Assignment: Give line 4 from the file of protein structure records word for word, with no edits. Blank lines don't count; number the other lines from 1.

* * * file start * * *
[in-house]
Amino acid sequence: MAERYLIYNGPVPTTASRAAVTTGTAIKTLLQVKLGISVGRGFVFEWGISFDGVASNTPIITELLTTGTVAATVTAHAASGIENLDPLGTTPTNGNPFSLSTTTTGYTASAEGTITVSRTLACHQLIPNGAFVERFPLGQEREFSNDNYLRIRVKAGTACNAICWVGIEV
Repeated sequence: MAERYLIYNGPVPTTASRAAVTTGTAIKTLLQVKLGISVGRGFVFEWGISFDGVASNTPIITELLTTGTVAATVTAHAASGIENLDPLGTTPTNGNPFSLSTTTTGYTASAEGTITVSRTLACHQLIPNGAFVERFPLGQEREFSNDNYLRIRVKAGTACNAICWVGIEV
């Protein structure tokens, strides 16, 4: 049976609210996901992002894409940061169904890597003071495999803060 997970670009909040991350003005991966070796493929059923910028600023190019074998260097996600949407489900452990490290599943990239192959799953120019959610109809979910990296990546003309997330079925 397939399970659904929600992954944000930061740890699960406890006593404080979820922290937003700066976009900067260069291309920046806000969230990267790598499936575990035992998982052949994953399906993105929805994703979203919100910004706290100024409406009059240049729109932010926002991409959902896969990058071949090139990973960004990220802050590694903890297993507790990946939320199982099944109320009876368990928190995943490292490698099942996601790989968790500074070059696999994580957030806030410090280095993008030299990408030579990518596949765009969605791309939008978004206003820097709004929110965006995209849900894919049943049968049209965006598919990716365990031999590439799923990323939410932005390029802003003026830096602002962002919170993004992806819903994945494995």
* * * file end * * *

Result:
């Protein structure tokens, strides 16, 4: 049976609210996901992002894409940061169904890597003071495999803060 997970670009909040991350003005991966070796493929059923910028600023190019074998260097996600949407489900452990490290599943990239192959799953120019959610109809979910990296990546003309997330079925 397939399970659904929600992954944000930061740890699960406890006593404080979820922290937003700066976009900067260069291309920046806000969230990267790598499936575990035992998982052949994953399906993105929805994703979203919100910004706290100024409406009059240049729109932010926002991409959902896969990058071949090139990973960004990220802050590694903890297993507790990946939320199982099944109320009876368990928190995943490292490698099942996601790989968790500074070059696999994580957030806030410090280095993008030299990408030579990518596949765009969605791309939008978004206003820097709004929110965006995209849900894919049943049968049209965006598919990716365990031999590439799923990323939410932005390029802003003026830096602002962002919170993004992806819903994945494995």